Wicked the Musical Review in Toronto

Daring to tread on the sacred ground that is The Wizard of Oz seems like a risky endeavor, almost sacrilege to some. However, it is fertile enough to give life to those with a vision, and the musical prequel Wicked is just such a show to take that on. It serves the material well and tells a story that, while sometimes uneven, absolutely dazzles and amazes at times, thanks to the collected talents on display.

Based on the novel by Gregory Maguire, Stephen Schwartz (music and lyrics) and Winnie Holzman (book for the musical) give us a very interesting and fun backstory for the Wicked Witch of the West (Lauren Samuels). Once known as Elphaba, she was a promising and powerful young witch at Shiz University whose only fault was being born with green skin. Her roommate was none other than Glinda (Austen Danielle Bohmer), a witch who kicks off the show by announcing the Wicked Witch is dead. Thus begins the flashback story of these two witches. Their relationship runs the gamut of tension-filled standoffs, becoming enemies and, finally, to their own surprise, friends. 

Through their strained, tension-filled relationship/friendship, we are introduced to Fiyero (Xavier McKinnon). His good looks and charm hide something lurking beneath the shiny surface, catching the attention of both Glinda and Elphaba. It’s a fun dynamic, and McKinnon is convincing as a suave and seductive man who is much more than meets the eye. There are some wonderful interactions between these three at different times, both engaging and funny, creating an authentic sense of tension and drama.

Enough cannot be said about the two leads in Wicked. Both Samuels and Bohmer shine as Elphaba and Glinda, giving their characters a combination of vulnerability and desire. Their voices are strong but different; they complement each other, weaving together well in numbers, especially the closing number of Act 1, “Defying Gravity.” They have great chemistry, even as their budding friendship is built on very shaky ground. Bohmer takes Glinda on a hilarious ride at times, both intentionally and unintentionally, while Samuels takes Elphaba’s always-bubbling intensity and wrongly crowned villain label to levels of incredible emotional heights.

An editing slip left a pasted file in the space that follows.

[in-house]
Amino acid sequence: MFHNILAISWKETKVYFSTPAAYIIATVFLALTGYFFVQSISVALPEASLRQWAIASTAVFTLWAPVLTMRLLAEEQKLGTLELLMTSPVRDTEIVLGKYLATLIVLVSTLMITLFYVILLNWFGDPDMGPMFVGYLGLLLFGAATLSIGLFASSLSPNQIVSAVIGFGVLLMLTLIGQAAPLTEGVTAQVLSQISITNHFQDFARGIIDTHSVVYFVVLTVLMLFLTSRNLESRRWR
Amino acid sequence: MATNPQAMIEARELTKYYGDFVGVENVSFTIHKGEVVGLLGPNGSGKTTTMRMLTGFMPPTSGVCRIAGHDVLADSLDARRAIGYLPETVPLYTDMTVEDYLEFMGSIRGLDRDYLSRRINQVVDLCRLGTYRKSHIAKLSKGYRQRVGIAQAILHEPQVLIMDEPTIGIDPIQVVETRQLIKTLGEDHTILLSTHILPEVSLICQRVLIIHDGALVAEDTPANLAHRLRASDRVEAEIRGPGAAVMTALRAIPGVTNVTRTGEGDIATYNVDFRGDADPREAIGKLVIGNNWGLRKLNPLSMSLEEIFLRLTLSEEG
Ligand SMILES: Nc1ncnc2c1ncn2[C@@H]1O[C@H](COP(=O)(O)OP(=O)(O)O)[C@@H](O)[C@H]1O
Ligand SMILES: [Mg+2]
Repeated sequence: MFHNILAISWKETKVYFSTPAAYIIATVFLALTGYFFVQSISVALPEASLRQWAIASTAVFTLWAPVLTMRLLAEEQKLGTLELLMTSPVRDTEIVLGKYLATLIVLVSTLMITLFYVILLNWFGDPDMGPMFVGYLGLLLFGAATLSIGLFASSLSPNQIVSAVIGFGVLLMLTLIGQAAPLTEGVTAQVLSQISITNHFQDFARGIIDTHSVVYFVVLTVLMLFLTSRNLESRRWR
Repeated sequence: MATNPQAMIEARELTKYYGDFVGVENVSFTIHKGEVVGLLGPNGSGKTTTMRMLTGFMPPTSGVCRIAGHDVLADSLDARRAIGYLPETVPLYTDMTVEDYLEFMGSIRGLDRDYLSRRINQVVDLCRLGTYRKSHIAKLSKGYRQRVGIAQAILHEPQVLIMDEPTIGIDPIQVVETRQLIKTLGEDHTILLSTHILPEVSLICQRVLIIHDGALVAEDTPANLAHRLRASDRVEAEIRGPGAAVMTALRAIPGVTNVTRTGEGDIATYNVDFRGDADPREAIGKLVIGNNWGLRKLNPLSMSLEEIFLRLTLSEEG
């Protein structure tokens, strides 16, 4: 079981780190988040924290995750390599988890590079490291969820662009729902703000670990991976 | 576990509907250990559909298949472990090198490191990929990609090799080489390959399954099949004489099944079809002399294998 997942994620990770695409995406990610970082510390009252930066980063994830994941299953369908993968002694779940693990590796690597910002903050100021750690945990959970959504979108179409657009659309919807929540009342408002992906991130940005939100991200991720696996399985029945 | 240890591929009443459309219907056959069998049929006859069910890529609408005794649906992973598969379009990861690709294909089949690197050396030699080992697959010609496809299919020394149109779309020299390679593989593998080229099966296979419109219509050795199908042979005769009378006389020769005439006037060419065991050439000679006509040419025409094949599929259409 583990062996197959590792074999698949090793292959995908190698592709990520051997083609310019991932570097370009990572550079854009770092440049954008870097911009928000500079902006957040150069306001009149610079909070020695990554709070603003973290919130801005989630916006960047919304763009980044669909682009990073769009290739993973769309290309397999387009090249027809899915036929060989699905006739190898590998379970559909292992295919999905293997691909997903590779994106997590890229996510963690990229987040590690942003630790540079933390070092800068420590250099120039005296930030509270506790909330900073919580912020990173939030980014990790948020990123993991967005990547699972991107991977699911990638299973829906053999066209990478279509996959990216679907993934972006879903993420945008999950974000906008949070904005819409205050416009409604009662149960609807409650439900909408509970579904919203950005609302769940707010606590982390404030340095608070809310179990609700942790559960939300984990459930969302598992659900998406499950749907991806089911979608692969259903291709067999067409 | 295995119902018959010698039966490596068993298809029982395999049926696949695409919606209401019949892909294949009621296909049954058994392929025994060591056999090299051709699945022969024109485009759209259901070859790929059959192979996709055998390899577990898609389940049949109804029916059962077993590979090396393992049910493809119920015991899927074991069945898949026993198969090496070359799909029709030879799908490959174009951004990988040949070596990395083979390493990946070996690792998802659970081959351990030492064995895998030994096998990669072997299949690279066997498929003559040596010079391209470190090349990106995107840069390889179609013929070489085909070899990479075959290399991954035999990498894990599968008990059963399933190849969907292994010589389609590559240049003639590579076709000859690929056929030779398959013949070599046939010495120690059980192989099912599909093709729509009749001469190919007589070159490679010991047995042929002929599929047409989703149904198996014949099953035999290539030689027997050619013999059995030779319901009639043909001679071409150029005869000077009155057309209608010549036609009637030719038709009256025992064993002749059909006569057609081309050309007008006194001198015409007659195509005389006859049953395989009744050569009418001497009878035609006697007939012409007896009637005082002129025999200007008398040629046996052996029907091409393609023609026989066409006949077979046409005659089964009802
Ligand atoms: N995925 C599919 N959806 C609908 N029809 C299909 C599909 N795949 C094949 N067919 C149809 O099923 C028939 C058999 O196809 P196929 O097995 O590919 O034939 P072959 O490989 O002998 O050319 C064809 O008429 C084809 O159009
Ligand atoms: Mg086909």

The first act struggles at times, as the ups and downs of this friendship seem to sway the ebb and flow of the play itself. However, after the bombastic final number, Act 2 takes us to a whole different level. We meet new and interesting characters, such as Madame Morrible (Aymee Garcia), The Wizard (Blake Hammond), and Doctor Dillamond (Kingsley Leggs), whose rightful outrage spurs Elphaba to act. The musical has a serious undertone about how, if not careful, we can march towards fascism. However, it never becomes the story and instead is just there, underneath, coming up to breathe when moments allow.

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Several of the musical numbers were just outstanding. Standouts “No Good Deed” and “One Short Day” showed off the talents of both the actors/singers and lighting crew alike, while the opening number, “No One Mourns the Wicked,” grabbed the audience right away with humor, singing, dancing and the menacing dragon’s head with the glowing red eyes. Powerful songs for different reasons that kept the audience at full attention and fully appreciative of what they were seeing and hearing. 

Director Joe Mantello’s production is a wonderful collection of colors and shapes, atmosphere and aesthetics. The talents of Kenneth Posner (lighting), Susan Hilferty (costumes), and Eugene Lee (set design) combine to give the show both an eerie and dazzling look. The one issue I had with the production focused on the sound. While the score and talent performing the numbers were wonderful, the volume on certain songs was a bit too high, causing dialogue to be completely drowned out. I found this curious as I’ve never experienced this before, only songs that built-in volume due to the need for a grandiose display and fed by the story itself. 

Wicked is a musical that tries to do many things. It touches on friendships, hope, betrayal, persecution, and fascism while dazzling the audience with a mix of singing, humor, color, and light. For the most part, it succeeds, making the show a worthy adventure


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